NOTE: The terms Pig squeak and Bergenia cordifolia are identical in this text; in reality, Bergenia cordifolia is Pig squeak’s biological word.
Bergenia plants have long enchanted gardeners with their large glossy leaves and pert springtime flowers, despite being nicknamed “pig squeak” because of the sound it makes when rubbing together. Bergenia foliage is evergreen in milder climates and has a rich bronze color in the fall and winter.
The leaves are quite attractive in their own right, but when your bergenia’s April flowers emerge and are held aloft on stiff stems, glowing in dappled shade, you’ll know you’ve selected a winner for your perennial flower border. The best time to plant and divide bergenia is in the spring. It will grow to full maturity in two to five years.
Why does my Bergenia cordifolia roots have rot?
Root rot on your Pig squeak (Bergenia cordifolia) can be dangerous if left untreated. In order to keep your plant alive, we strongly suggest that you follow our advice if the signs start to show: blackened and mushy roots.
Why does my Pig squeak have gray mold spots?
A particular fungus that frequently affects flowers and spreads quickly is known as gray mold spots. This fungus is most likely to blame if you see any brown (or gray) spots. Don’t ignore these signs because doing so could cause your plant to die.
The answer is obvious once you recognize the cause of the problem. Most frequently, it results from the Bergenia cordifolia being overwatered. We strongly advise you to remove the damaged plant parts, cut off the diseased roots and leaves, and then repot your plant in a new container with sterile potting soil.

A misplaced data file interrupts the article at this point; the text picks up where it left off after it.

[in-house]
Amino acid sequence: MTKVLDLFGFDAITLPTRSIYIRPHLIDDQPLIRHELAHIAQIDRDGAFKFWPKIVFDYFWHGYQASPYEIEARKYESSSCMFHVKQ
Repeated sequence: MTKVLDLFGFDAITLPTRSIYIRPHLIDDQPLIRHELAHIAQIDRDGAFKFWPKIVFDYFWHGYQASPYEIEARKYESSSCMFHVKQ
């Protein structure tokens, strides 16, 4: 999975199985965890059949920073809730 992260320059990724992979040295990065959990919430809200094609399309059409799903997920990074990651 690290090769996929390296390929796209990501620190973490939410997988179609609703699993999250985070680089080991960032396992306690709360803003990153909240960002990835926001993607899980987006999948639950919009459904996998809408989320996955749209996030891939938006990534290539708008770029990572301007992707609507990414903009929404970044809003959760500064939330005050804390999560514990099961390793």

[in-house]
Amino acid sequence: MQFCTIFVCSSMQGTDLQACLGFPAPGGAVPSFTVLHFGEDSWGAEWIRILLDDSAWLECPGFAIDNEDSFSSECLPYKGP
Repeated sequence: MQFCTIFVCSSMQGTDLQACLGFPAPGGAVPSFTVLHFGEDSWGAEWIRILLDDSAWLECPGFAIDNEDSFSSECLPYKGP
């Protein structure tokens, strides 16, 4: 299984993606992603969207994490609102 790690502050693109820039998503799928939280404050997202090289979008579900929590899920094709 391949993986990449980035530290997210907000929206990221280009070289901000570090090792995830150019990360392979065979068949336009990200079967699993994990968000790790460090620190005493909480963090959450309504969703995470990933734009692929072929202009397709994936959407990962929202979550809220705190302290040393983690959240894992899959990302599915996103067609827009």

Why does my Pig squeak have leaf spots?
If your plants exhibit symptoms like rapid color changes in the leaves or leaves that wilt or droop, we give you all the information you need to recognize them and rescue your plants. For owners of Pig squeak, this kind of illness is among the most distressing.
Why are my Pig squeak leaves turning yellow?
This is probably the most common problem in the gardening world, yellowing leaves. There are 2 main reasons for this phenomenon, overwatering, or a lack of nutrients.
Reduce your watering frequency when you fear your plants are being overwatered, and follow these steps to determine whether they may be lacking in nutrients:
Each deficiency produces a different yellowing on the Bergenia cordifolia in question, here’s how to spot them:
- Magnesium deficiency starts as yellow patches between leaf veins on older leaves. Veins stay green as yellow moves from the leaf center out. Leaf edges turn yellow last.
- Yellowing between leaf veins is another sign of iron shortage, but young leaves on plant tops and branch tips are initially affected.
- Sulfur shortage first affects the youngest leaves, turning them entirely yellow.
- Potassium deficiency shows itself when leaf edges turn bright yellow, but the inner leaf stays green. Older leaves show symptoms first, and leaf edges soon turn brown.
- Nitrogen deficiency shows up as a general yellowing. Older, inner leaves turn yellow first. As it progresses, yellowing moves outward, eventually reaching young leaves, too.
You only need to respond to the signs mentioned above. A gardening store expert will be able to provide you advice on how to purchase a specific soil to treat a potassium or nitrogen deficiency. Additionally, you can reduce how often you water your plants.
Is my Pig squeak sunburned?
You can easily tell if your Pig squeak (your Bergenia cordifolia) has a sunburn. In this case, your plant will change color, starting to turn yellow or white, much like it does on us.